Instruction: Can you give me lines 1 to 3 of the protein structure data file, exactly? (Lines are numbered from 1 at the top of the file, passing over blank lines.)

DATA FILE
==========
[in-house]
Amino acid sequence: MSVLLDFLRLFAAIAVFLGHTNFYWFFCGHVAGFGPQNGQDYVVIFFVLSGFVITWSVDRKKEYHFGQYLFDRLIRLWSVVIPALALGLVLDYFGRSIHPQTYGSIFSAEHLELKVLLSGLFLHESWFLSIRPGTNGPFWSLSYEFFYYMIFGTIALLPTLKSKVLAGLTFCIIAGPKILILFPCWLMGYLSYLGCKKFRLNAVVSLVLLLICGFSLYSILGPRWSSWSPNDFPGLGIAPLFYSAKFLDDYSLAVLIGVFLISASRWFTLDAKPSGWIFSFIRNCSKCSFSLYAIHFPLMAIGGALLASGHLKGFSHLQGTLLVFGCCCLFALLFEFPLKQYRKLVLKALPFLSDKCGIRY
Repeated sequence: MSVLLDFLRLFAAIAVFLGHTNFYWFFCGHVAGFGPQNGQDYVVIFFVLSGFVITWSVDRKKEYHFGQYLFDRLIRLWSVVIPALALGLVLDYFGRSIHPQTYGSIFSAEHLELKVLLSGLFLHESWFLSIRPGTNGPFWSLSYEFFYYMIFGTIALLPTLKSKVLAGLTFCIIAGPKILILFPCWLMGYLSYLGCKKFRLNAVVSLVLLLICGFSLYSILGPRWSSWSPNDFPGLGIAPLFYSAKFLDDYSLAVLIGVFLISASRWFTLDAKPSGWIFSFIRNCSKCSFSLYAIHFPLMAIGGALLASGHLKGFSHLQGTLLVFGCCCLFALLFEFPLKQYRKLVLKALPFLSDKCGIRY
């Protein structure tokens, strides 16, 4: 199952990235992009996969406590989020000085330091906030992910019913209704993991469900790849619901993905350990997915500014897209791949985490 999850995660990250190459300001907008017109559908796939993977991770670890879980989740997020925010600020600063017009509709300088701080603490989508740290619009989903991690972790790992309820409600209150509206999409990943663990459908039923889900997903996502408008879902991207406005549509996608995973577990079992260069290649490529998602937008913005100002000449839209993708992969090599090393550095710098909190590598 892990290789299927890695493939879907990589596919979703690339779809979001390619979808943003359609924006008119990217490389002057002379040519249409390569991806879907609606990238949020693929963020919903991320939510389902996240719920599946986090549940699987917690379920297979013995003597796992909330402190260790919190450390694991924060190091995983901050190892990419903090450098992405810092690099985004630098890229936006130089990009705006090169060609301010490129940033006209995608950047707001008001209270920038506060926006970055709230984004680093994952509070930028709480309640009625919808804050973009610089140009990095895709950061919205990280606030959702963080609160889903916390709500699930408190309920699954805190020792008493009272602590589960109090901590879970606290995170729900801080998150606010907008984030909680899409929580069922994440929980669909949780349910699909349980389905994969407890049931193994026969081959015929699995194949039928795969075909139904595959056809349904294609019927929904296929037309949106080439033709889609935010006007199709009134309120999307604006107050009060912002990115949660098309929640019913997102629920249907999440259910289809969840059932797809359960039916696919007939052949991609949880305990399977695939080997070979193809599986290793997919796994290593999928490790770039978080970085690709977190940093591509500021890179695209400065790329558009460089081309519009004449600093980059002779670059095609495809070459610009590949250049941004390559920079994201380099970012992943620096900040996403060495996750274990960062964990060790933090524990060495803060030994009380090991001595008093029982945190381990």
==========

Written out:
[in-house]
Amino acid sequence: MSVLLDFLRLFAAIAVFLGHTNFYWFFCGHVAGFGPQNGQDYVVIFFVLSGFVITWSVDRKKEYHFGQYLFDRLIRLWSVVIPALALGLVLDYFGRSIHPQTYGSIFSAEHLELKVLLSGLFLHESWFLSIRPGTNGPFWSLSYEFFYYMIFGTIALLPTLKSKVLAGLTFCIIAGPKILILFPCWLMGYLSYLGCKKFRLNAVVSLVLLLICGFSLYSILGPRWSSWSPNDFPGLGIAPLFYSAKFLDDYSLAVLIGVFLISASRWFTLDAKPSGWIFSFIRNCSKCSFSLYAIHFPLMAIGGALLASGHLKGFSHLQGTLLVFGCCCLFALLFEFPLKQYRKLVLKALPFLSDKCGIRY
Repeated sequence: MSVLLDFLRLFAAIAVFLGHTNFYWFFCGHVAGFGPQNGQDYVVIFFVLSGFVITWSVDRKKEYHFGQYLFDRLIRLWSVVIPALALGLVLDYFGRSIHPQTYGSIFSAEHLELKVLLSGLFLHESWFLSIRPGTNGPFWSLSYEFFYYMIFGTIALLPTLKSKVLAGLTFCIIAGPKILILFPCWLMGYLSYLGCKKFRLNAVVSLVLLLICGFSLYSILGPRWSSWSPNDFPGLGIAPLFYSAKFLDDYSLAVLIGVFLISASRWFTLDAKPSGWIFSFIRNCSKCSFSLYAIHFPLMAIGGALLASGHLKGFSHLQGTLLVFGCCCLFALLFEFPLKQYRKLVLKALPFLSDKCGIRY